Linebackers: When Terrell Suggs is dominating, so is the Ravens defense. He leads the team in sacks with 10½ and has become more of a team leader than ever. C.J. Mosley leads the team with 101 tackles and has become the consummate professional both on and off the field. Matthew Judon has developed into a good all-around linebacker even though he plays on the strong side. Patrick Onwuasor has cut down on some of the costly mental mistakes he was making earlier in the season. Ideally, the Ravens need to get more out of backups Tim Williams, Tyus Bowser and Za’Darius Smith. Without Suggs, the Ravens’ pass rush has been lacking. Grade: B+

Secondary: Compared with previous seasons, the group has been stellar. Not only have the defensive backs played well in pass coverage but the tackling and communication has improved from earlier in the season. Cornerback Jimmy Smith was having a good year (not sure if it was Pro Bowl-caliber), but will miss the remainder with a ruptured Achilles tendon. The Ravens have two good, ample replacements who are rangy and athletic in Marlon Humphrey and Maurice Canady. The youngsters will get tested early and suffer some growing pains, but they’ll pay off for the Ravens in the long run. The Ravens appear to be playing safety Tony Jefferson more in the box than Eric Weddle, who is playing more in coverage. Regardless, this group is tough to beat even though there are still questions about defending the long ball. Grade: B


Special teams: The Ravens have the best pair of kickers in the NFL. Sam Koch is averaging 45.8 yards a punt with a net of 41.3. Of his 66 punts, 31 have landed inside the opponent’s 20-yard line. Justin Tucker has missed only three field goals this season, but has connected on five of seven from 50 yards or longer. The cover units are solid with Anthony Levine Sr. and Vince Mayle, but the Ravens need better protection as far as blocking for field goals and punts. Grade: A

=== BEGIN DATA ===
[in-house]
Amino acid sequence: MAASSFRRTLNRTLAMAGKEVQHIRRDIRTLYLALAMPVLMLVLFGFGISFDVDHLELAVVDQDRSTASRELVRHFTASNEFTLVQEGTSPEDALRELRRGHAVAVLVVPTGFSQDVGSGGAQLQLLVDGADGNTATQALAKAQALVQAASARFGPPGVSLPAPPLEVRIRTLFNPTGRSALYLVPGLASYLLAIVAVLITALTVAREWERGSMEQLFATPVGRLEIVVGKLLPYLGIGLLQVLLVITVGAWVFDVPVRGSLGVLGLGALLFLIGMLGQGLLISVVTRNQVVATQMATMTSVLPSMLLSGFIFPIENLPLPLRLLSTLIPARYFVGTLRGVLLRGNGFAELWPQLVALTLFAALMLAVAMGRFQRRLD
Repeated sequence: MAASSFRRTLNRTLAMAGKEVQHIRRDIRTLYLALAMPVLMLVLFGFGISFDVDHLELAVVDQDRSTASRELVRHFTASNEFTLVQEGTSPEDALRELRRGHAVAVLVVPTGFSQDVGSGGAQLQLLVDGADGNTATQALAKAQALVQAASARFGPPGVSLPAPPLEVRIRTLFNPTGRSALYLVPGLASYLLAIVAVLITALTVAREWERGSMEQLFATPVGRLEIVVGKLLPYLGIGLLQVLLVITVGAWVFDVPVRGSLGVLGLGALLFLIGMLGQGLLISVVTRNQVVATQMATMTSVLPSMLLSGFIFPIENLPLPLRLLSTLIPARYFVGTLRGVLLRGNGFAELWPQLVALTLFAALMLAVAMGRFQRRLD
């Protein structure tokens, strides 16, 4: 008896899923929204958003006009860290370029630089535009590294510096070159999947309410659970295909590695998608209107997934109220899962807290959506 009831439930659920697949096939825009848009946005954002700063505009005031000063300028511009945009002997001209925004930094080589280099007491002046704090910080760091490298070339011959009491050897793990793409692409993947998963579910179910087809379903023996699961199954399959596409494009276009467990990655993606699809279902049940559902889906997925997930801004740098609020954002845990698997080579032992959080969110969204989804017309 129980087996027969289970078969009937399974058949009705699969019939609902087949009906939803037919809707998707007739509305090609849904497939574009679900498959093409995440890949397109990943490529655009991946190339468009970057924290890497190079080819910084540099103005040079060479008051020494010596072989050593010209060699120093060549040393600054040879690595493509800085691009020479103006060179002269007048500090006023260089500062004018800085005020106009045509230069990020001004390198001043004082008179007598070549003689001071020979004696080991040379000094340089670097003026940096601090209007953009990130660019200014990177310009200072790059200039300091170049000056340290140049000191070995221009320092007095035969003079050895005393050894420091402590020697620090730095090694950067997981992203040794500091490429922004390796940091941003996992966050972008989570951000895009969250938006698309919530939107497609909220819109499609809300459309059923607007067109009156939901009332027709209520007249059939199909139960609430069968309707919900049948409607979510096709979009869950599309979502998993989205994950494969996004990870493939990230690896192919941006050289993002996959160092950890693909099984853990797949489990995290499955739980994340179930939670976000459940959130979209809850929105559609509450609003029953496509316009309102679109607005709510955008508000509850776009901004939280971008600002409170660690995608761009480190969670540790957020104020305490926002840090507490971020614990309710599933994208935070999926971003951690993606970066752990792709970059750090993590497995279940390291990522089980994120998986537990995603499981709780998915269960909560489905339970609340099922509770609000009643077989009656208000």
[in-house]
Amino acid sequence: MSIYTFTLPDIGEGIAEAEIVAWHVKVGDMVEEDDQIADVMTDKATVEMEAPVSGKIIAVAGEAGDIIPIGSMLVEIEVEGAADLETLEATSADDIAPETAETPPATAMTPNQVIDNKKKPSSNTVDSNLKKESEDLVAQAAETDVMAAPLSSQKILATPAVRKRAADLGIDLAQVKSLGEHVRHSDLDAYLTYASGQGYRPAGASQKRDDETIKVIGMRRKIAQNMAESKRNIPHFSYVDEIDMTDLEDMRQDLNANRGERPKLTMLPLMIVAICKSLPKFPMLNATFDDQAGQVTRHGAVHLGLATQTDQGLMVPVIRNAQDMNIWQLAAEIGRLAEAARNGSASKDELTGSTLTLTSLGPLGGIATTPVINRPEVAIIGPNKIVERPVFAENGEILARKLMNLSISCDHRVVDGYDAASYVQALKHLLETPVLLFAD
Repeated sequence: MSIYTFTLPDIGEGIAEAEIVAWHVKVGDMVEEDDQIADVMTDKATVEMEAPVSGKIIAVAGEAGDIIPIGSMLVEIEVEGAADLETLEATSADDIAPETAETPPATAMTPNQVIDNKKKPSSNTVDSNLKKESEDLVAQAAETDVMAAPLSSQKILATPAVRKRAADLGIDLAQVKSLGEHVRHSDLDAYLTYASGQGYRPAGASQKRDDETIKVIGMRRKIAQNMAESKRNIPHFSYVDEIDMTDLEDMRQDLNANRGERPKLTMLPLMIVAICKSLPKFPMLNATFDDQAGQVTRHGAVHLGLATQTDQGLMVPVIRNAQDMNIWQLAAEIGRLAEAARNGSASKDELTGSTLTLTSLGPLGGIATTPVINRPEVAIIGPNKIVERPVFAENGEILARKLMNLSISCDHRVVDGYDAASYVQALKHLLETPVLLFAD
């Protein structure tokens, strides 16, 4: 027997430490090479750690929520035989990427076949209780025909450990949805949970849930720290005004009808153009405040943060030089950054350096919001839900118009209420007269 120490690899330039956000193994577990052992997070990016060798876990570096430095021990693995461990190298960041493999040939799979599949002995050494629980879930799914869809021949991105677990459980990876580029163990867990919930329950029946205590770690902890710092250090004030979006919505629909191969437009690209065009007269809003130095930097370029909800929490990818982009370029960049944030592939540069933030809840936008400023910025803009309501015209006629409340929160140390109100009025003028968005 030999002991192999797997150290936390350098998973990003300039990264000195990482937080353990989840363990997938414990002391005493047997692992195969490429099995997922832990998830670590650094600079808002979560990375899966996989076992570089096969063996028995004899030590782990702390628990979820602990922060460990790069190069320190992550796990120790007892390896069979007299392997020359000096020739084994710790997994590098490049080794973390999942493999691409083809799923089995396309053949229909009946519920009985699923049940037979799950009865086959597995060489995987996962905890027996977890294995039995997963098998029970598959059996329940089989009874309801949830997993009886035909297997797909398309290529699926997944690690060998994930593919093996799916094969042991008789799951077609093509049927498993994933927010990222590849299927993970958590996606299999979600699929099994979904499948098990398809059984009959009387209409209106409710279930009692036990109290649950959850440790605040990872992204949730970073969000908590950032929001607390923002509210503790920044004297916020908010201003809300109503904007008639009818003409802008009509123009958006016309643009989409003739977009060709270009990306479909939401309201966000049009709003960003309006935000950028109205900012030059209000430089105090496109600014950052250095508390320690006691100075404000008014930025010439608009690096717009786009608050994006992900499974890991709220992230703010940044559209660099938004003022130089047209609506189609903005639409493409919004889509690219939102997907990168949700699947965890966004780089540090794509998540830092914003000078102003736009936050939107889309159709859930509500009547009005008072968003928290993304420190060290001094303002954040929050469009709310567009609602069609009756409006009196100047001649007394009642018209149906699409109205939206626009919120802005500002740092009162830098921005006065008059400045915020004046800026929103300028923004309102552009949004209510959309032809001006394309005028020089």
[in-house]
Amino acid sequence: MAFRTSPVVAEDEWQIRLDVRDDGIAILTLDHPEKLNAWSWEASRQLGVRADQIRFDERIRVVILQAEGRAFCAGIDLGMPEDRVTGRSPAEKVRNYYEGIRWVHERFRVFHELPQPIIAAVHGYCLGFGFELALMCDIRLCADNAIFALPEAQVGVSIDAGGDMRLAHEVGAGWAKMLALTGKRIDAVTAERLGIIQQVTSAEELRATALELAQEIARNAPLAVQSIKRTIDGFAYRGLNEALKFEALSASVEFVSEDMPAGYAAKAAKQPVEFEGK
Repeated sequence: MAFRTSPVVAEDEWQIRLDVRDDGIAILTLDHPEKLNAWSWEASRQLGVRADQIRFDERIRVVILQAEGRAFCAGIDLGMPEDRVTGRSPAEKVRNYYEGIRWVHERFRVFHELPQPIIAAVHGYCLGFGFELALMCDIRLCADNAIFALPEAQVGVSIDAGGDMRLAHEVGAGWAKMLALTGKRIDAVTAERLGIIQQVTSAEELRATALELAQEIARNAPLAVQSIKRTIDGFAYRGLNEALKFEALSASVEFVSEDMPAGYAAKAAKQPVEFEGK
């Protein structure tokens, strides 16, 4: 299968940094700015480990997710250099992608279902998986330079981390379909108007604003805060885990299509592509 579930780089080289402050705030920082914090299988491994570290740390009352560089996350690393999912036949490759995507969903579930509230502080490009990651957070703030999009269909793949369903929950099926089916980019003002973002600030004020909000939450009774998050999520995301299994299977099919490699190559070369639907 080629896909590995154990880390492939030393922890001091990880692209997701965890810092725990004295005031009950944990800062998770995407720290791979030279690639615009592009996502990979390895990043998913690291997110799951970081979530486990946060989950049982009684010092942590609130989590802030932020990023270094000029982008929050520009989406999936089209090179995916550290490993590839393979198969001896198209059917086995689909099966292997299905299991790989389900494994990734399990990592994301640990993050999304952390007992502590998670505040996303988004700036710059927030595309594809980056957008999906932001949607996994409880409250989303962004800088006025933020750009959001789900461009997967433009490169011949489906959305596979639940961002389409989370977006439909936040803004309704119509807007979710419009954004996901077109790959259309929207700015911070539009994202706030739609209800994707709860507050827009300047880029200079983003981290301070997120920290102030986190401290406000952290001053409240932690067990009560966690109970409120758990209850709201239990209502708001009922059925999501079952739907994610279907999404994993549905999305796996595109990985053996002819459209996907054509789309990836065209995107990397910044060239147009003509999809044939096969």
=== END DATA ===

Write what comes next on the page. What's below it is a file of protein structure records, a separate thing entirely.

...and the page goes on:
Coaching: Defensive coordinator Dean Pees has done a good job of getting a lot of young players involved in rotations, especially in the secondary. He also has done well as far as mixing up packages on third-down passing situations. The offense is still struggling, especially in the vertical game. Flacco wants to throw long more, but the Ravens appear more comfortable in allowing the defense to win for them instead of Flacco’s arm. Head coach John Harbaugh has done a good job of keeping his team focused and not involved in any finger pointing. He still has to find a way to get more out of his offense. Specials teams has been outstanding for most of the season, except for a few over aggressive penalties. Grade: B